Ultimately, you need to consider if mobile marketing is appropriate to your business and target demographic. In embarking on a campaign of this nature, it will certainly differentiate your brand from competitors and has the possibility of extending and deepening the relationship with your audience if conducted appropriately.

Today, mobile marketing and advertising is a very small percentage of any marketing budget, if at all, however I am convinced it will follow the same pattern as internet marketing and advertising, as consumers adapt their way of accessing information and the usability of mobile devices continue to improve.

If you are considerate and sensible at implementing a marketing campaign via mobile it could provide to be an extremely effective tool. The real power is when you have a big picture understanding of your audience, through personalisation and location.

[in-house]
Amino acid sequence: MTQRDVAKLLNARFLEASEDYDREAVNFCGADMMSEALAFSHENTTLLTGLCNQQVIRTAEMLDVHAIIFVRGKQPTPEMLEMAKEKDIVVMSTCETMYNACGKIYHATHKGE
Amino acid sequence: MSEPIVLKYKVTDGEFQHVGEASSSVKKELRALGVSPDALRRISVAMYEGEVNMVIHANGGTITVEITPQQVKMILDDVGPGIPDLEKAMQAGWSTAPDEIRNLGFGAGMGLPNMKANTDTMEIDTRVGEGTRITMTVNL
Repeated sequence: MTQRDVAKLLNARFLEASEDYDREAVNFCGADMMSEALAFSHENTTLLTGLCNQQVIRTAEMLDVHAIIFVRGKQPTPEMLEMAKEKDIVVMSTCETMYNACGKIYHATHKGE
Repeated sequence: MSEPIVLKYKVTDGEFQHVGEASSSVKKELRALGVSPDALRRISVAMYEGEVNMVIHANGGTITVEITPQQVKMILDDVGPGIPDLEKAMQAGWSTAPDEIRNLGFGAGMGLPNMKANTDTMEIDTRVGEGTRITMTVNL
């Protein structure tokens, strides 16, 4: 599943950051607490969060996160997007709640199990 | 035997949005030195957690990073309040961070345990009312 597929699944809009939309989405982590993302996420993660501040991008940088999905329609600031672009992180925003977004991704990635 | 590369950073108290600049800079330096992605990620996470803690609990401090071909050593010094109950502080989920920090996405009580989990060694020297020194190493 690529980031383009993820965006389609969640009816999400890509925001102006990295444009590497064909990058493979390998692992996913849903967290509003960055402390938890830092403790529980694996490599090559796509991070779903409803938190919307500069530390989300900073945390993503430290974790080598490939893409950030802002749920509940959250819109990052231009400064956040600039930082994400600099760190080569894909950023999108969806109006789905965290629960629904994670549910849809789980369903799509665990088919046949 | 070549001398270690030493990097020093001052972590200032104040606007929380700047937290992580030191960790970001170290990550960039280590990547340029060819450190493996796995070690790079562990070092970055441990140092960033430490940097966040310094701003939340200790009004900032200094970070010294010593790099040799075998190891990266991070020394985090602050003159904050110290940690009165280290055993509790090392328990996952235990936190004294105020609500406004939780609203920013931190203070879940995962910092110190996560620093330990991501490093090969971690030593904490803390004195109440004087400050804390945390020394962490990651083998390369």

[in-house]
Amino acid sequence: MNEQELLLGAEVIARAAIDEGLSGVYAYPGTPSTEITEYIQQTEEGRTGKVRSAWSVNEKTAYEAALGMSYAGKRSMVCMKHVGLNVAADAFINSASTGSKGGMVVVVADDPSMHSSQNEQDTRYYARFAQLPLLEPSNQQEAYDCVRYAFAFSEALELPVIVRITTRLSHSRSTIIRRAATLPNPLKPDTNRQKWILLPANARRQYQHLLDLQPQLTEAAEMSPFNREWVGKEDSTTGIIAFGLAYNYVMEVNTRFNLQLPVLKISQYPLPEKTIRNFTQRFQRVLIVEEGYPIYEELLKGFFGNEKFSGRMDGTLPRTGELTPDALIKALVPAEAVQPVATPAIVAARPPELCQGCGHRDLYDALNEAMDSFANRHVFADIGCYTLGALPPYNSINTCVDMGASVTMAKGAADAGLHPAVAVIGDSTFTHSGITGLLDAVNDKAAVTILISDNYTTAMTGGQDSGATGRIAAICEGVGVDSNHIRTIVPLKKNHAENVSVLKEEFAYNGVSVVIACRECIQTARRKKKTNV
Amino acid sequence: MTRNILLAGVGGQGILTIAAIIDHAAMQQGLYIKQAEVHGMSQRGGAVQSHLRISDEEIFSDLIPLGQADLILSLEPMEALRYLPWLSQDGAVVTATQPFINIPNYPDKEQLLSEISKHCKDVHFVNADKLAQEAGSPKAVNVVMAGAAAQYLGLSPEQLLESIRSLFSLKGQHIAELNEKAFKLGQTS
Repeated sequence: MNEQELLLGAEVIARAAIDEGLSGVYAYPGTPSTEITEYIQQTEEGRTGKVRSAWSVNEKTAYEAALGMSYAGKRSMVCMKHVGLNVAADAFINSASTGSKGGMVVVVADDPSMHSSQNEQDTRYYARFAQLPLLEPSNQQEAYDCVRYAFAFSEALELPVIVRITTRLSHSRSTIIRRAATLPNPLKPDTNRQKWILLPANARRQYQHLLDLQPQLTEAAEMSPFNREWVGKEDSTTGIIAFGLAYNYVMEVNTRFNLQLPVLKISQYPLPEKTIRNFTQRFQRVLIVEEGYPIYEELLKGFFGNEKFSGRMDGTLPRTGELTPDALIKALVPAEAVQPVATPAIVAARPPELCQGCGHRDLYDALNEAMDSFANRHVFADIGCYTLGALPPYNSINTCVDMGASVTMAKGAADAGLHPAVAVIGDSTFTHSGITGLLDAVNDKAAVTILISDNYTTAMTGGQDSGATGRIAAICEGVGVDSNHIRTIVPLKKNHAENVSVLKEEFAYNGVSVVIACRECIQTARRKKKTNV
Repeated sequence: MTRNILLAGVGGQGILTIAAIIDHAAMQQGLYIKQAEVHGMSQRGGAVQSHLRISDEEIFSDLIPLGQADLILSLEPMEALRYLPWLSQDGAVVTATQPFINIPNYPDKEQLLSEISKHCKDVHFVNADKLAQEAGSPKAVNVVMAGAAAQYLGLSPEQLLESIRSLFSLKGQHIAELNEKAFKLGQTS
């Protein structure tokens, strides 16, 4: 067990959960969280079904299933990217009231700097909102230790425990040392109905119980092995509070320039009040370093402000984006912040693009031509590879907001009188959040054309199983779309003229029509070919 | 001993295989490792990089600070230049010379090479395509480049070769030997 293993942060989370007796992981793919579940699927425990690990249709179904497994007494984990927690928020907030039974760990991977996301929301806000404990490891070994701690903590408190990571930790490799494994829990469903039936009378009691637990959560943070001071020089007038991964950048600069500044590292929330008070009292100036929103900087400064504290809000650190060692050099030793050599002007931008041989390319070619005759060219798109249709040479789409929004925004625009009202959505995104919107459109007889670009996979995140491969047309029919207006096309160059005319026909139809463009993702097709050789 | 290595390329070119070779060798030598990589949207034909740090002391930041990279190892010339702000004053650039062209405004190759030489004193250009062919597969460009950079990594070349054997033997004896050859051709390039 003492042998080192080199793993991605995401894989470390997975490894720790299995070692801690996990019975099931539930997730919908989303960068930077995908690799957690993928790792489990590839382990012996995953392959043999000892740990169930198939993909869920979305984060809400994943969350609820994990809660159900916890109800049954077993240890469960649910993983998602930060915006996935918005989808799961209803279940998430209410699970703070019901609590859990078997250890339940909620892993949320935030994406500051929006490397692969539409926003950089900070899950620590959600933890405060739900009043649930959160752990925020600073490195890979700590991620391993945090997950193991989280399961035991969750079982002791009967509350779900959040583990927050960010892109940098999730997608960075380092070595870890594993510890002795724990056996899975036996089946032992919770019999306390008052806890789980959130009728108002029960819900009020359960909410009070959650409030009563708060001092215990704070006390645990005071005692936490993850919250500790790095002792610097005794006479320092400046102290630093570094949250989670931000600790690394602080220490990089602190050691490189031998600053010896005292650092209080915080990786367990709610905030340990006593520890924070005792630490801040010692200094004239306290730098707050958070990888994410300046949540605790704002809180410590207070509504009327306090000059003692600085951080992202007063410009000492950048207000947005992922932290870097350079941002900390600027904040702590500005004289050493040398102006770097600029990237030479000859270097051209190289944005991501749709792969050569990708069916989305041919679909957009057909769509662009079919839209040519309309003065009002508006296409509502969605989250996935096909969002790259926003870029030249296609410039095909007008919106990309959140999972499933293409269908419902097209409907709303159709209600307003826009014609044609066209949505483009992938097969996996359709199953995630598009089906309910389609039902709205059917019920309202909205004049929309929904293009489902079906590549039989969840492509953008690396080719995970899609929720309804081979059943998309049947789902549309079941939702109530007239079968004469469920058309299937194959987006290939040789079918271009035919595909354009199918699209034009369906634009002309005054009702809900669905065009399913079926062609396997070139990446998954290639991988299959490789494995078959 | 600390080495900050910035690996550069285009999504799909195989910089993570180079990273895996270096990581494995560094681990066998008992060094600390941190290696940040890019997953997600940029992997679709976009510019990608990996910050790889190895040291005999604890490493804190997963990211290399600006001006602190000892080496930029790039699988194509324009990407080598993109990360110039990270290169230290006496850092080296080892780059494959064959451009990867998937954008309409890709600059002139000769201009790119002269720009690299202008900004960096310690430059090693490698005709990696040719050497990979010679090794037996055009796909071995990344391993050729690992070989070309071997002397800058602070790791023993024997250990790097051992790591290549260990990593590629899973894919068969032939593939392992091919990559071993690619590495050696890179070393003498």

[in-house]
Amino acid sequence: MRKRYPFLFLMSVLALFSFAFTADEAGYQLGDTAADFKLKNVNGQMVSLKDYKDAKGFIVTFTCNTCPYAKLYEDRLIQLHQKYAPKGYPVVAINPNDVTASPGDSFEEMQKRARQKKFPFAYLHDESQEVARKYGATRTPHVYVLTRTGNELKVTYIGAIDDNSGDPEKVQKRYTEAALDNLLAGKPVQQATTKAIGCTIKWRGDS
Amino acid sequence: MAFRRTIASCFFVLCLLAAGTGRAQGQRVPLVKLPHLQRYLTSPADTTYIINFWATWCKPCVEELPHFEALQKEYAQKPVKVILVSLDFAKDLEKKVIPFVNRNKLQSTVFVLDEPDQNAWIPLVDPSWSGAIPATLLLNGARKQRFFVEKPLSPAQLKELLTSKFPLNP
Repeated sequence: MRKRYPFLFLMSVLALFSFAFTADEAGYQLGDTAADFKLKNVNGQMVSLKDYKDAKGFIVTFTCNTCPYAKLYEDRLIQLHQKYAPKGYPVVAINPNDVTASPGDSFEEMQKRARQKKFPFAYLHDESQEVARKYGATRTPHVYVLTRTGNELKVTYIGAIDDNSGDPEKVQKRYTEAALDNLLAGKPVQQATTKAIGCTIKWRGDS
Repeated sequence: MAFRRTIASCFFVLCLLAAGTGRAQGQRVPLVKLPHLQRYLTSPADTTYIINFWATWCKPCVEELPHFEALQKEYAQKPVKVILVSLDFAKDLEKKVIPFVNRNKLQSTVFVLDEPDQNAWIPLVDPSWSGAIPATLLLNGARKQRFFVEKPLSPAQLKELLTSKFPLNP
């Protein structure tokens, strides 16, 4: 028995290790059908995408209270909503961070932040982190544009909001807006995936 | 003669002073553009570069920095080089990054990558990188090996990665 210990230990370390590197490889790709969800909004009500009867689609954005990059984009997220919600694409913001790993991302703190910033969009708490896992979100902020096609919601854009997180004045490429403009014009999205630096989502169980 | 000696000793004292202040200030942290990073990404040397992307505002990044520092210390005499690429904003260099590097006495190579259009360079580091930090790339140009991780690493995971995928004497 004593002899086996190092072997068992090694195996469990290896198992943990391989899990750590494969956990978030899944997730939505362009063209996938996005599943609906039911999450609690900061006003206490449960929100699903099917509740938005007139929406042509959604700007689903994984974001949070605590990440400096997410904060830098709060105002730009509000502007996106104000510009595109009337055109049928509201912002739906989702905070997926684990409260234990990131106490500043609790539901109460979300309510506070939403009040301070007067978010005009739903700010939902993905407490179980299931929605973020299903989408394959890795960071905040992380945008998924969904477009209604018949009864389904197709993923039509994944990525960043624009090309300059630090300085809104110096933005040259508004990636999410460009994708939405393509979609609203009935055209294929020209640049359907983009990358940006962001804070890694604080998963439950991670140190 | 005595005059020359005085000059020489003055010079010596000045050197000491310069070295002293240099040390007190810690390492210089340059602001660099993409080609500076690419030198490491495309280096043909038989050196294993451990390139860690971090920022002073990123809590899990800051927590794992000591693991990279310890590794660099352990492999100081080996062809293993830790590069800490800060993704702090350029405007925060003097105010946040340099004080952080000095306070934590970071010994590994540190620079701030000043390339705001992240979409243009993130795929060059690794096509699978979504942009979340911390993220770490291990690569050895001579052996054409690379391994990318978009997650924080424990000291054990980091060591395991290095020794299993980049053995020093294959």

Friday, 4 September 2009

Is it really functionality over form?

An interesting statistic came out of the latest iome survey which made me think is it really about functionality or just habit i.e. using devices we are most comfortable with?

We posed the question "are you more into how your mobile phone looks over functionality?" 70.9% of respondants answered that it is all about what the device can do opposed to 29.1% who stated looks were more important.